Paradise Lost: A New Exhibition By Artist Jan Hendrix Debuts at Kew Gardens Next Spring

  • LONDON, United Kingdom
  • /
  • September 26, 2019

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Tierra Firme, Jan Hendrix
Oliver Santana

A landmark exhibition by artist Jan Hendrix is coming to Kew Gardens, London, in April 2020

Paradise Lost by Jan Hendrix, is on view from April to 20 September 2020 in the Shirley Sherwood Gallery of Botanical Art.

Paradise Lost, a new and innovative exhibition by Dutch-born, Mexico-based artist Jan Hendrix, was officially announced at the recent Hay Festival in Queretaro, Mexico. 

A unique marriage of science and art, the exhibition at Kew Gardens in London is inspired by a journey made by one of the most important yet relatively unknown figures in British science, Sir Joseph Banks. Banks was a young scientist on board the HMS Endeavour captained by James Cook on its famed exploration of the South Pacific in 1768. On this voyage, Banks collected cuttings from more than 1,000 species of plant that were previously unknown in Europe, launching his career as a world-renowned botanist. Banks later went on to be Kew’s first unofficial director under whose oversight Kew Gardens flourished as a centre of botanical research. The year 2020 marks the 200th anniversary of Joseph Banks’ death.


The 124 plant specimens collected and preserved in 1770 by Banks and his colleagues at the Endeavour River in Queensland, and Botany Bay in Sydney, Australia, form the foundation of Hendrix’s exhibition at Kew. Carefully pressed at the time in a copy of the poet John Milton’s Paradise Lost, these collections are now held in the Natural History Museum, London. Botany Bay was named by Captain Cook in honour of Banks and fellow botanist and crew member, Daniel Solander. Since Australia’s colonisation the bay has been transformed by development. The exhibition will recall the memory of the area as it was documented by Banks 250 years ago and its subsequent changes.

The Temperate House, Kew Gardens
Kew Gardens

Following this theme, Hendrix will focus on these changing landscapes in Paradise Lost, the first being the landscape that Cook and Banks encountered when they arrived. The second is the landscape transformed by man’s intervention.

Within this context, the show has been conceived of two elements engaged in a dialogue – the first is some related historical material from Banks’ expedition, and the second is the contemporary pieces created by Hendrix, including exquisite enamel plates and contemporary drawings based on Banks’ herbarium sheets.

The centrepiece of the gallery will be a ‘folly’, the Mirror Palace Pavilion, the form of which is inspired by two plant species named after Banks and Daniel Solander, Banksia serrata and Banksia solandri.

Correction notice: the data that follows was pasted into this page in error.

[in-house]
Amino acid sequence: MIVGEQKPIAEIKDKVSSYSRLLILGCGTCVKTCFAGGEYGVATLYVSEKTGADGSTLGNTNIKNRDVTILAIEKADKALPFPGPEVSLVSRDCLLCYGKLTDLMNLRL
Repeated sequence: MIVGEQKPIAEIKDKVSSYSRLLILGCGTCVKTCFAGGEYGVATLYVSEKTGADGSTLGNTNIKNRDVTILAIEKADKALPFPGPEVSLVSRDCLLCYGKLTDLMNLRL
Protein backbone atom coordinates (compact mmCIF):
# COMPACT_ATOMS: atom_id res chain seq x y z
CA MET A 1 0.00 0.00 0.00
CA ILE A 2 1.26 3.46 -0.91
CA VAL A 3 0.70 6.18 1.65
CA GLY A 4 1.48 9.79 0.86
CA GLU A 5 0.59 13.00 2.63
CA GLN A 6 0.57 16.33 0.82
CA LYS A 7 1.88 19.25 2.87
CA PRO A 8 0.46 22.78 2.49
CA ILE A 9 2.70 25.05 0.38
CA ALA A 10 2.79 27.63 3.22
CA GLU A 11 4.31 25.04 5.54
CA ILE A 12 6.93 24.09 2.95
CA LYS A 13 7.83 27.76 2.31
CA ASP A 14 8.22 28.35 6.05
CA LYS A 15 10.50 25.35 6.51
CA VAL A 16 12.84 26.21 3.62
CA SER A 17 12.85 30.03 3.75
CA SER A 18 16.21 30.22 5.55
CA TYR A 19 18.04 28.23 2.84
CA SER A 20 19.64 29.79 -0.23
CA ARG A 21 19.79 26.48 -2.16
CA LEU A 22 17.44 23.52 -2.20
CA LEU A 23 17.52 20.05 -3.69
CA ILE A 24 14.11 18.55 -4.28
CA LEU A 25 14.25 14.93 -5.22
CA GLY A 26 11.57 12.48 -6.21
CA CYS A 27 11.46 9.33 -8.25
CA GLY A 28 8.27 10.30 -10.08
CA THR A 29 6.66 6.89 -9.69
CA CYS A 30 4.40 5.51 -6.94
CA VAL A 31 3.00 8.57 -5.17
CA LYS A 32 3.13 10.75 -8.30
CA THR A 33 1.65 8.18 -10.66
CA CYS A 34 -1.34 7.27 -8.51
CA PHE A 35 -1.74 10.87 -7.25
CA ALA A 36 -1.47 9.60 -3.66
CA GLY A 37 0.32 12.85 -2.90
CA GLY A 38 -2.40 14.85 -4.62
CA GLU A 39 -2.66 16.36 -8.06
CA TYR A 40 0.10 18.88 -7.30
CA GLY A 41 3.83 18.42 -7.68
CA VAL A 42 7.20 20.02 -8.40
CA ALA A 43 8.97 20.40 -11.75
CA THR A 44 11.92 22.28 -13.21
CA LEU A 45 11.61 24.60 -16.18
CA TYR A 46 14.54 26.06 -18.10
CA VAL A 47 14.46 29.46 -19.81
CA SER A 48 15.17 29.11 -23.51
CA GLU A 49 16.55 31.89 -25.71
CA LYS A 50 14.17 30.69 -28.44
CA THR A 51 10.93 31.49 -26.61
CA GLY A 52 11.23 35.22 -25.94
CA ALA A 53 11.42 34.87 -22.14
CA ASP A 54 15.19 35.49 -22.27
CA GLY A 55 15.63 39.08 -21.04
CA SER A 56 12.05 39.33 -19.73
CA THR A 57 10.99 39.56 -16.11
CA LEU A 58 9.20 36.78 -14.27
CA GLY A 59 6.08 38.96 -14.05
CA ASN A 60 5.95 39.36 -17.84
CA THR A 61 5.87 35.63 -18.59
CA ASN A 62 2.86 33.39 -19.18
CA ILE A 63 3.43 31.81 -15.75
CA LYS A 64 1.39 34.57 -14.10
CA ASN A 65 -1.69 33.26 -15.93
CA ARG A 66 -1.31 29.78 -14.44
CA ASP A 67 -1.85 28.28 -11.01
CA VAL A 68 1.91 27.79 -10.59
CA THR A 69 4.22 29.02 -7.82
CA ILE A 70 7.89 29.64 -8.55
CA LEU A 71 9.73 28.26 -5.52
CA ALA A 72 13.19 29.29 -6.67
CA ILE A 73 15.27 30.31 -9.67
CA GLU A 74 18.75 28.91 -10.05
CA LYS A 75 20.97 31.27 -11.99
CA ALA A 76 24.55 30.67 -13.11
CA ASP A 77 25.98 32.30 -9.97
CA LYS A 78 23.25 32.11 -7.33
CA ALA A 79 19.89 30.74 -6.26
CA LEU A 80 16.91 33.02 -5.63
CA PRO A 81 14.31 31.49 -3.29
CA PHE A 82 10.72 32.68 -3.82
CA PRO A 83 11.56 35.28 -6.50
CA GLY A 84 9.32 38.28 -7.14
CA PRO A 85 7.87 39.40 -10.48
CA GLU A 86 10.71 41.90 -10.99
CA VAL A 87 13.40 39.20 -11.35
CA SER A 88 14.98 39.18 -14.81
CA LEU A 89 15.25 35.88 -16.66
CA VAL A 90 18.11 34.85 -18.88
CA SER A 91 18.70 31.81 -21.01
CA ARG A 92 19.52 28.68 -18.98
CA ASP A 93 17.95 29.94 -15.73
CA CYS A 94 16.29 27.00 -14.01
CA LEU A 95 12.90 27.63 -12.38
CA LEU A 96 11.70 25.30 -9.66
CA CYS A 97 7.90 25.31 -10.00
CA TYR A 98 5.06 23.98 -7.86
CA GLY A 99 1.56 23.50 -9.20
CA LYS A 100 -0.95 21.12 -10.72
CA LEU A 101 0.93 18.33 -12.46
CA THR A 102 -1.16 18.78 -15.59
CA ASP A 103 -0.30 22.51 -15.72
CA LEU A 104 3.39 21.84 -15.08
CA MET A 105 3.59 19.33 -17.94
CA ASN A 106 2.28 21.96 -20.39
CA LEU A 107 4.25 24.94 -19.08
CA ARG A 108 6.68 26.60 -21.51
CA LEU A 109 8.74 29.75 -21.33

Visitors will be able to walk through the pavilion in a truly immersive experience. The exhibition will also feature a series of floating wall mounted bronzes representing seed and fern forms, silk screens on silver leaf, a series of glass pieces and a moving image work created by Jan Hendrix in collaboration with filmmaker Michael Leggett specifically for the show at Kew.

Banksia serrata

Maria Devaney, Galleries and Exhibitions Leader, RBG Kew says:We cannot think of anyone better to highlight Joseph Banks’ contribution to botanical science through the prism of contemporary art than Jan Hendrix. Jan’s long-standing interest in the life and work of Banks coupled with his passion for plants and nature lays the foundation for what promises to be a ground-breaking exhibition at the Shirley Sherwood Gallery.

"The exhibition will offer an opportunity to bring to the attention of arts audiences the impact that we have as human beings on the planet, by using the example of Botany Bay and how it was irrevocably changed after 1770. We hope that our visitors will find it a thought provoking yet beautiful experience,” she added.

A book to accompany the exhibition will also be published by Kew Publishing.

Hendrix was born in the Netherlands in 1949, he has lived in Mexico City since 1978. His works range from artist’s books, print editions, enamel installations, etched glass, and paintings, to large-scale architectural projects. He has held an average of three to four exhibitions a year since 2000 In recent years he has collaborated with numerous architects and is currently working on the façade of the new Mexican Museum in San Francisco. In 2019 Tierra Firme – was presented at MUAC, Mexico City until September 22nd and will be presented in the Bonnefanten Museum, Maastricht, Holland, from November 24th 2019 to April 26, 2020, and the Museo Espacio, Aguascalientes, from December 5th 2019 to May 3rd, 2020.

His work is featured in public and private collections around the world. Collaborations with book authors include Seamus Heaney, Gabriel García Márquez, Paolo Ruffilli, Bert Schierbeek and Homero Aridjis.

In 2012, Jan Hendrix was awarded the Order of the Aztec Eagle, the highest Mexican award given to foreigners for his work in art and architecture. In 2019 he was made a Knight of the Order of Oranje-Nassau by the Royal House of the Netherlands.

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